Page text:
That God Be Glorified in All

September 27, 2006

For Wednesday of the Twenty-Fifth Ordinary Week of the Church Yeara

Luke 9:1-6

Today in his Gospel the Lord sends out the twelve apostles on a mission through the countryside.
He forbids them to take anything more than the clothes they are already wearing. No luggage, no money, no food, no supplies.
Moreover, he warns them not even to expect success, but simply to abandon any town that rejects them.
However, the Lord sends out the apostles supplied with something money cannot buy and the world cannot give.
What Christ gives comes from himself, from the Father and the Holy Spirit.
Christ gives these twelve heads of the Church the power and authority to overcome all demons, to cure diseases and to proclaim the kingdom of God.
That is all the apostles are to carry with them; and that is all they are to do.
It is infinitely more than enough.
Though they go materially empty-handed, the power, authority and mission Christ gives them is good news that touches both the created material world of bodily disease and health as well as the spiritual world of freedom and demonic affliction.
The power, authority and mission of the apostles frees men bodily and spiritually, because the power and authority are from God, the King, the Lord.
The apostles have nothing to carry or give except what belongs to Christ whose kingship and kingdom the apostles announce.
The apostles have handed down in the Church the same mission of power and authority they received from Christ.
All else in the Church derives from that mission or serves as its vehicle.
The goal of that mission is the glory of God and the eventual full freedom of both the bodies and the spirits of the royal sons and daughters of God.
The glory of God and the freedom of the children of God— freedom in body and spirit!
What we receive in the Church comes from Christ, belongs to Christ and is Christ— Christ offering himself for the glory of the Father and the good of our race.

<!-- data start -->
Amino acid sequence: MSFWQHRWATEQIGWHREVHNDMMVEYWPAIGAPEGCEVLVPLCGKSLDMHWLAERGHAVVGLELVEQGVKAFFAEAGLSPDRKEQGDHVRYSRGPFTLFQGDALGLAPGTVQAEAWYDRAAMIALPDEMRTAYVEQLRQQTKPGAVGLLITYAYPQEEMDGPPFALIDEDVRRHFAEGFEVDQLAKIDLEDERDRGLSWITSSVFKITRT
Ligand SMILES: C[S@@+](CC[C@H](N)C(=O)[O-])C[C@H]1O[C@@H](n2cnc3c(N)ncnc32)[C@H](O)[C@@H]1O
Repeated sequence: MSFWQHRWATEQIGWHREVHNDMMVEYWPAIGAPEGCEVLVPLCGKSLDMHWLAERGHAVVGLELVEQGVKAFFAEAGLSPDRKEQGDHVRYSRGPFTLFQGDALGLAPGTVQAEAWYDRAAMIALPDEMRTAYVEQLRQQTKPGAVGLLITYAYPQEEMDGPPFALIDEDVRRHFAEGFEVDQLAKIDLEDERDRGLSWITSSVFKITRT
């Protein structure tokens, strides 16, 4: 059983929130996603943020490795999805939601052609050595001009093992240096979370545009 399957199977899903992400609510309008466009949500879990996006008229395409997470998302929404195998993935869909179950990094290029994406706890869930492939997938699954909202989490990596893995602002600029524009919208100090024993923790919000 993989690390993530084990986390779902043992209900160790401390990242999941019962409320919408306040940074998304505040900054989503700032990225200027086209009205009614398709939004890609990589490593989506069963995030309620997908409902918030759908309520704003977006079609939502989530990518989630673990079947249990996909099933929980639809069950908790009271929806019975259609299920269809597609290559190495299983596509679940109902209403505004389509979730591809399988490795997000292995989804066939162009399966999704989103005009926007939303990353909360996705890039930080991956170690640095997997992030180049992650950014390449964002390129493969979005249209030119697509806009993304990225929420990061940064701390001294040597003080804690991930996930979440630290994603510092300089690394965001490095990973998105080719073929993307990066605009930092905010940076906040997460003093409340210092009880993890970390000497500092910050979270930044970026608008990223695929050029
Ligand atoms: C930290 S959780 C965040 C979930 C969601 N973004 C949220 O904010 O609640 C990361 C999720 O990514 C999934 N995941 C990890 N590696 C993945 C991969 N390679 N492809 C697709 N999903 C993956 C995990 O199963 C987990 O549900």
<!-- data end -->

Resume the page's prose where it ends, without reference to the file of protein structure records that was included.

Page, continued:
Take and eat. This is my body.
Take and drink. This is my blood.
Do this in memory of me.

It is simple and clear.
If we do not resist, but we do as he commands, then God will make known in us and in our lives his power and authority, his kingdom, his kingship, his healing, his Gospel and his Holy Spirit.

That God Be Glorified in All

September 26, 2006

For Tuesday of the Twenty-Fifth Ordinary Week of the Church Year

Luke 8:19-21

Who belongs to the family of the Lord?
He tells us they are those who hear the word of God and do it.
The Gospel does not tell us the Lord simply refused to see or to speak to his mother Mary.
Similarly, we may not presume the Lord did not count his mother Mary as one who hears the word of God and acts on it.
In the Gospel, Mary is the first to say, “Behold the slave of the Lord: be it done unto me according to thy WORD.”
Mary is the first and only one who not only obeyed the Word of God, but also conceived the Word of God by the power of the Holy Spirit, and gave birth to him, thus becoming the Mother of the Word of God in flesh and blood.
Newly gestating the Word of God in the flesh, Mary visits her relative Elizabeth.
The Holy Spirit fills Elizabeth with the Word of God announcing to Mary, “Blessed are you among women, and blessed is the fruit of your womb!”
The Son of God himself will declare [cf. Mt. 7:18,20]:
A sound tree cannot bear evil fruit,
nor can a bad tree bear good fruit….
Thus you will know them by their fruits.

By the standard of God himself and the Word of his Gospel, Mary is a blessed hearer, bearer and doer of God’s word.
God is looking for those who will hear his Word and obey it as his mother did.
He also challenges us who would do the same by teaching us:
Whoever would follow me
must deny himself
and take up his cross….
Where I am
there also will my servant be.

When the Lord took up his cross, Mary went after him, and stood at the feet of her crucified Son the Word of God.
Where I am
there also will my servant be.

Mary is a model of obedience, fidelity and love for Christ.
When we celebrate the Liturgy of the Lord, and listen to him in his Holy Gospel, we are seated in the world’s front row as the disciples of Christ.
Here and now, we are the first to hear the Word of God.
Therefore, we are also the first to have an obligation to obey the Word of God.